outdoor rv storage

RV Storage: Long-Term Storage Types & Tips to Prepare

In many locations, local laws or homeowner’s association regulations keep people from parking RVs outside their homes or in driveways for more than a defined length of time. Putting your RV in self storage can help you avoid fines or towing fees. RV storage is also a worry free way to keep your camper safe and in good condition when you’re not on a road trip. Here are some tips to help you store your recreational vehicle long-term.

Understand Your RV Storage Options


covered rv storage





Covered RV Parking Spaces

If you’re not sure whether you should choose lot or indoor storage, covered RV storage is a good option. It provides some protection at a lower cost than indoor storage. Owners of particularly large RVs often use a covered parking space when indoor storage isn’t an option.


outdoor rv storage





Outdoor RV Parking Spaces

Outdoor parking spaces are less costly, but they can leave recreational vehicles exposed to hazards like severe storms. If you pick this option, it’s a good idea to get a full-sized RV cover to protect your motorhome.


indoor rv storage





Indoor RV Storage Units

Indoor drive-up units may be more expensive, but they provide more protection from the elements, theft, and vandalism. Some insurance companies also provide a discount when a vehicle is stored indoors in a garage or another facility. With a climate-controlled storage unit, you can protect your RV from extreme temperatures.


Cost of Long-Term RV Storage

Amenities for RV storage tend to increase the price. The average cost for storing an RV or camper is $134.35 per month. However, self storage prices can vary widely depending on your location and the size of your RV.

How to Prepare Your RV for Long-Term Storage

Take these steps to prepare your motorhome for long-term storage and help prevent damage.

  1. Clean the interior and exterior surfaces with a particular emphasis on getting rid of moisture. This will help prevent mildew and rusting.
  2. Check mechanical functions to make sure that everything is in working order.
  3. Top off or replace fluids like oil, coolant and antifreeze.
  4. Fill up the gas tank and add fuel stabilizer. This helps prevent moisture buildup and keeps the gas from breaking down.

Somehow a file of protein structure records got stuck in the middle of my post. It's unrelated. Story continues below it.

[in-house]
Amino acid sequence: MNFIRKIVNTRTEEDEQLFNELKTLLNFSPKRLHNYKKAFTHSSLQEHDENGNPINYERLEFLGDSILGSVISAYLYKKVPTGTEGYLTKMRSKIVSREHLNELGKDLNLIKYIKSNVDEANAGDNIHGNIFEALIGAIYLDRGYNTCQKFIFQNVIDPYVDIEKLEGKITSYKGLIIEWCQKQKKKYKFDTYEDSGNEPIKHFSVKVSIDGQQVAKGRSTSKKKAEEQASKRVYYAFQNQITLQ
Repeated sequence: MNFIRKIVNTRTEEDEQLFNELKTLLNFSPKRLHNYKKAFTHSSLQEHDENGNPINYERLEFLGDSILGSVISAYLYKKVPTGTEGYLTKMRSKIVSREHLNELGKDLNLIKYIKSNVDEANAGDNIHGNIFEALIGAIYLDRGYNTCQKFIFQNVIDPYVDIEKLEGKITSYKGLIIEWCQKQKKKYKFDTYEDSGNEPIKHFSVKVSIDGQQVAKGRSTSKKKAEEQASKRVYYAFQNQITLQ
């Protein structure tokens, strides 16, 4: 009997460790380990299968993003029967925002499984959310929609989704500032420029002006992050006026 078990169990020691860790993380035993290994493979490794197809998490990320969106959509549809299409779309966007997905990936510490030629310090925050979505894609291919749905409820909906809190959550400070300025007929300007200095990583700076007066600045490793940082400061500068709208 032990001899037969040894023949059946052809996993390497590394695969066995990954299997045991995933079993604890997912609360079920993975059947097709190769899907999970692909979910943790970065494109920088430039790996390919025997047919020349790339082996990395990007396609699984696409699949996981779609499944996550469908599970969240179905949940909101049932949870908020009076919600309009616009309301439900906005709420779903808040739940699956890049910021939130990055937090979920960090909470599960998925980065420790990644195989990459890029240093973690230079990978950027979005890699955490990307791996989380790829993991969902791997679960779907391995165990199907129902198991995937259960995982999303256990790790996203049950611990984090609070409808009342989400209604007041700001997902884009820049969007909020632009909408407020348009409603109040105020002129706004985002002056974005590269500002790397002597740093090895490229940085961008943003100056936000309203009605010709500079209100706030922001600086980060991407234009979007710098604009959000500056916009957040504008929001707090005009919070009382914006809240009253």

5. Drain the water system and get rid of anything perishable that could spoil in storage.
  6. Cover your RV for extra protection. Here’s a list of RV cover reviews and recommendations.
  7. Take off the tires or put on wheel chocks. This keeps flat spots from developing on the tires.
  8. Remove propane tanks and turn off gas appliances.

Lastly, you’ll want to gather copies of important documents. This includes:

  • camper’s registration
  • proof of insurance
  • driver’s license or other identification

Select a Storage Unit That Fits Your RV

Not all storage facilities are big enough for all motorhomes and travel trailers, and you can save money by avoiding any storage unit rentals that are unnecessarily large. Class A campers usually require a space that’s 35 feet long, 10 feet wide, and 12 to 15 feet tall. Some larger models need a 45-foot space.

Storage units or parking spaces that are 10 feet wide and 25 feet long work well for most Class B RVs.

Like Class A campers, Class C RVs usually need a 35-foot vehicle storage space. The sizes of different RVs can vary, so it’s a good idea to make sure the storage facility you rent is large enough for your model.

What’s the best way to store an RV?

If you want the most worry and stress-free experience, the best way to store an RV is in an indoor, climate-controlled self storage facility with security, electricity hookups, and 24-hour access. With a storage space like this, making sure your RV is safe and secure is easy. Ready for your search? You can find a variety of RV storage units in your area through SelfStorage.com.

Categories Storage